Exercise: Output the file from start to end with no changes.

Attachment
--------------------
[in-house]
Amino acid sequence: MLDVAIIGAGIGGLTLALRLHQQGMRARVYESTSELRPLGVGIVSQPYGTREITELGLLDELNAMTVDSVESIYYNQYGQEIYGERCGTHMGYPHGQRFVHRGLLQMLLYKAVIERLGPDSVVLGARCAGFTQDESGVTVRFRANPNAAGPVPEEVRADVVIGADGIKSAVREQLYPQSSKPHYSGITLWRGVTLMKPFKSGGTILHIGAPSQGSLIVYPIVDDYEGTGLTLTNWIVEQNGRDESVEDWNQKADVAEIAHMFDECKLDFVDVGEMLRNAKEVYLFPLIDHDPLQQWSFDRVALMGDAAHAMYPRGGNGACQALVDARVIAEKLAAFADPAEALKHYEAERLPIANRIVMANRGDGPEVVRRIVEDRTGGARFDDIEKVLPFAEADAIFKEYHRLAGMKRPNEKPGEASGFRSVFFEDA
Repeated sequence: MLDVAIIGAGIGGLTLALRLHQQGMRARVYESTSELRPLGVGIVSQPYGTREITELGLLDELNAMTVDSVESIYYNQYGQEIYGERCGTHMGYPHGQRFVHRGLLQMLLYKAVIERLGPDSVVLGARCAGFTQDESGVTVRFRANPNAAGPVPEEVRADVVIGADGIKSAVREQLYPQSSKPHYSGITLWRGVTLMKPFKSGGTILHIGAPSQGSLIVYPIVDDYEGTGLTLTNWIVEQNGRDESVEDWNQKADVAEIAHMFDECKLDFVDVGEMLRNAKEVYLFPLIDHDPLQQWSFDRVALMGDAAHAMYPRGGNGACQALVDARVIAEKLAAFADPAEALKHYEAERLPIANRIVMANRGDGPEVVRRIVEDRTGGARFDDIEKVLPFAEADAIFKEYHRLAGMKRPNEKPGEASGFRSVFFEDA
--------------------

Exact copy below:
[in-house]
Amino acid sequence: MLDVAIIGAGIGGLTLALRLHQQGMRARVYESTSELRPLGVGIVSQPYGTREITELGLLDELNAMTVDSVESIYYNQYGQEIYGERCGTHMGYPHGQRFVHRGLLQMLLYKAVIERLGPDSVVLGARCAGFTQDESGVTVRFRANPNAAGPVPEEVRADVVIGADGIKSAVREQLYPQSSKPHYSGITLWRGVTLMKPFKSGGTILHIGAPSQGSLIVYPIVDDYEGTGLTLTNWIVEQNGRDESVEDWNQKADVAEIAHMFDECKLDFVDVGEMLRNAKEVYLFPLIDHDPLQQWSFDRVALMGDAAHAMYPRGGNGACQALVDARVIAEKLAAFADPAEALKHYEAERLPIANRIVMANRGDGPEVVRRIVEDRTGGARFDDIEKVLPFAEADAIFKEYHRLAGMKRPNEKPGEASGFRSVFFEDA
Repeated sequence: MLDVAIIGAGIGGLTLALRLHQQGMRARVYESTSELRPLGVGIVSQPYGTREITELGLLDELNAMTVDSVESIYYNQYGQEIYGERCGTHMGYPHGQRFVHRGLLQMLLYKAVIERLGPDSVVLGARCAGFTQDESGVTVRFRANPNAAGPVPEEVRADVVIGADGIKSAVREQLYPQSSKPHYSGITLWRGVTLMKPFKSGGTILHIGAPSQGSLIVYPIVDDYEGTGLTLTNWIVEQNGRDESVEDWNQKADVAEIAHMFDECKLDFVDVGEMLRNAKEVYLFPLIDHDPLQQWSFDRVALMGDAAHAMYPRGGNGACQALVDARVIAEKLAAFADPAEALKHYEAERLPIANRIVMANRGDGPEVVRRIVEDRTGGARFDDIEKVLPFAEADAIFKEYHRLAGMKRPNEKPGEASGFRSVFFEDA